Cybersecurity firm Keepnet Labs recently confirmed that a contractor exposed a database storing at least 5 billion records of email addresses and hashed passwords, information that was collected from previous data breach incidents.
The company specializes in collecting data exposed in security incidents using publicly accessible sources for the purpose of notifying its customers if their email addresses or business web domains have been involved in a data breach. This is a completely legal service, the company states, and has grown considerably.
Apparently it all happened during a routine procedure. Last March, a third-party company working for Keepnet Labs gave maintenance to the database in question, for which the information migration was carried out; those responsible for this process disabled the firewall by about ten minutes to speed up the migration process.
During this time, the database was indexed by BinaryEdge, an Internet indexing service. A short time later, the database was detected by researcher Bob Diachenko, who specializes in finding such leaks. Diachenko points out that he was able to access the information without using login credentials through an unprotected port.
After rigorous analysis, Diachenko determined that the database contained information collected from other security incidents, such as those in Adobe, LinkedIn, and Twitter. These records contained details such as:
- Year in which the leak was revealed
- Source of leaking
- Email address compromised
- Encrypted passwords
It is important to note that the database only contains records obtained from public sources due to security incidents that occurred between 2012 and 2019. This incident did not expose confidential details of Keepnet Lab customers. The company received notification from the investigator immediately after the find. Diachenko claims the database was exposed for almost 24 hours.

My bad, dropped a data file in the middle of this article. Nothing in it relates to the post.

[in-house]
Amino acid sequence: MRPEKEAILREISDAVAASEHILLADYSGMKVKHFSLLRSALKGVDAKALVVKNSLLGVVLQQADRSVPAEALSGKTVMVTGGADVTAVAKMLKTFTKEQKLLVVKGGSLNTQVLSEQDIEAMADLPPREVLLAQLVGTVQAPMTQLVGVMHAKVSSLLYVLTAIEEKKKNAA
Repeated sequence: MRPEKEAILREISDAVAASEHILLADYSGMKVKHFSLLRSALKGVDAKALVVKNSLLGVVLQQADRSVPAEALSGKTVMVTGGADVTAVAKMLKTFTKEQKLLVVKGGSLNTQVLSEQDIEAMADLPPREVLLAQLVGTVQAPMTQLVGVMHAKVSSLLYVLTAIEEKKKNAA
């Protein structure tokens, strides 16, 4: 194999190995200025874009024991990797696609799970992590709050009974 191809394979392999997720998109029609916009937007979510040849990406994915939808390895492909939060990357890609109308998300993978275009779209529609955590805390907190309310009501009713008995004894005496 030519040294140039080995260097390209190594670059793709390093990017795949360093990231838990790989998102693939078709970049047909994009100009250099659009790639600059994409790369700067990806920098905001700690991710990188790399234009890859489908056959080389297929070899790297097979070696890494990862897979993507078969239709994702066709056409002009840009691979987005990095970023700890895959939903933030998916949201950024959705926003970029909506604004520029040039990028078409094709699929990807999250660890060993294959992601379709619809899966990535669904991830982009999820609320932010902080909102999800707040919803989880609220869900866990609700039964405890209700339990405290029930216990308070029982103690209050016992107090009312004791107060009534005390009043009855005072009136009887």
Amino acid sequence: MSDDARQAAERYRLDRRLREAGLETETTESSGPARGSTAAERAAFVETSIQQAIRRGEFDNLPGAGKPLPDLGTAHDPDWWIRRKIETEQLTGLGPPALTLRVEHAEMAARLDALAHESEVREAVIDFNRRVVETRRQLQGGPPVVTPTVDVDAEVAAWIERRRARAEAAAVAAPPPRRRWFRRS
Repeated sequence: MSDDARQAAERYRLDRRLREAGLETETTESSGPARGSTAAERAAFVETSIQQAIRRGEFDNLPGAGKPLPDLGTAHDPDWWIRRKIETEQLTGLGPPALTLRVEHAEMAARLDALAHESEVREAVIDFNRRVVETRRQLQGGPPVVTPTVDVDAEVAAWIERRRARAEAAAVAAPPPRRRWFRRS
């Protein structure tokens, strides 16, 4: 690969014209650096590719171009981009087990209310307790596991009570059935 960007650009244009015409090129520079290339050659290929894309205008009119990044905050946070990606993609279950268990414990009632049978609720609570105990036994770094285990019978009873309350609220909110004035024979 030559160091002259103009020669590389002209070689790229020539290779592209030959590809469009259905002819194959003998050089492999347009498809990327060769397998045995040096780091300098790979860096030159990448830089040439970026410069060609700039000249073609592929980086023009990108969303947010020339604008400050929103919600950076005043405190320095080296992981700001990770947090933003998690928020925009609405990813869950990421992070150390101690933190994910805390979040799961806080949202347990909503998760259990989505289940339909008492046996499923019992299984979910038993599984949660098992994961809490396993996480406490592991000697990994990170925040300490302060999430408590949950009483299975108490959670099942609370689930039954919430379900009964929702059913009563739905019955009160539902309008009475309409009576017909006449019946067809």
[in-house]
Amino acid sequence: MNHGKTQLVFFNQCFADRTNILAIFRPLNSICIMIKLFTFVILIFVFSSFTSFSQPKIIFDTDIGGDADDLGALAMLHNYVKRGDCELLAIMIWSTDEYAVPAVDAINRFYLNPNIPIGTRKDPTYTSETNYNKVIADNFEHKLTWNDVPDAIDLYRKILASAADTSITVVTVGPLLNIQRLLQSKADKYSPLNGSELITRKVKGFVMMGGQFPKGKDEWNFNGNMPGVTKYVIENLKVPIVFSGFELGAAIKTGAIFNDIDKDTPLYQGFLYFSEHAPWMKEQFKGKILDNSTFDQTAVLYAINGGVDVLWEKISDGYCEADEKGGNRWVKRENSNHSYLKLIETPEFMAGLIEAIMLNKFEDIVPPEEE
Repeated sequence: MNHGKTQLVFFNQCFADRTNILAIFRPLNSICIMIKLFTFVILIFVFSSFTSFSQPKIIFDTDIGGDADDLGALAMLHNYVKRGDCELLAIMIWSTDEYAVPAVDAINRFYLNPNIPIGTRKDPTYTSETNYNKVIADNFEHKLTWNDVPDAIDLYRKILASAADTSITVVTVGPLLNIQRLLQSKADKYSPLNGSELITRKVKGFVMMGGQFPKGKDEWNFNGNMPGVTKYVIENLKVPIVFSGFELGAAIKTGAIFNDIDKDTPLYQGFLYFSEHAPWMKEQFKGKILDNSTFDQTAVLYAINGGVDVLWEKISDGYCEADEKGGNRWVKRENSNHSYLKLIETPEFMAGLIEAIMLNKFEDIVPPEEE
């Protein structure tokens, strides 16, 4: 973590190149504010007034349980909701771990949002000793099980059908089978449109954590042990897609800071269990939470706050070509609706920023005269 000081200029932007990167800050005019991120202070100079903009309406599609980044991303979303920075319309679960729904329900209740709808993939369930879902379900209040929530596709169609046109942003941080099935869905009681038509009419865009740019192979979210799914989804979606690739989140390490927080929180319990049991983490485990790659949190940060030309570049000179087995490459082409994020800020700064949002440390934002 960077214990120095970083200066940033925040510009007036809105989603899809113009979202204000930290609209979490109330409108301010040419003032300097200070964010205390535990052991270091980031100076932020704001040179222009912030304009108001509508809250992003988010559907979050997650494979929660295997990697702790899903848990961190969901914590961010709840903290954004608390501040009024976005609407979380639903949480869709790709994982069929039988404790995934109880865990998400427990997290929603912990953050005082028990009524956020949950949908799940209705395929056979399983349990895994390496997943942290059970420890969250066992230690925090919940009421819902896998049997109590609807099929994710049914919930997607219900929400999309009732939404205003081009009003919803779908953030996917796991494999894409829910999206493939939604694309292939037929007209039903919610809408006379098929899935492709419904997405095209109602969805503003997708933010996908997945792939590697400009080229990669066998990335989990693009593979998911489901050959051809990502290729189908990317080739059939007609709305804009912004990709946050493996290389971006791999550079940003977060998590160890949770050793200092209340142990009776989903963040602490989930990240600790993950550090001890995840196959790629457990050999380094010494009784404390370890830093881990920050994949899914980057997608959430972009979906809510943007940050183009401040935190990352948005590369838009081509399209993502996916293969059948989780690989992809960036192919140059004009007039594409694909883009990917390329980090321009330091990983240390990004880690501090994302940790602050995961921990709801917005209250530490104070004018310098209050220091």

When the incident began to attract the attention of the cybersecurity community, many assumed that Keepnet Labs’ security had been breached by a group of threat actors, although over the following days, specialized news platforms and some cybersecurity blogger editors had to explicitly rectify and stop mentioning the company explicitly.
“There are articles online that contain potentially misleading inaccuracies; many of these publications have now been modified, but we would like to make things clear,” said a Keepnet Labs representative. The company would even have threatened to take legal action against Graham Cluley, a renowned cybersecurity specialist, for disseminating vague details about this incident, although this information has not been confirmed by either party involved.
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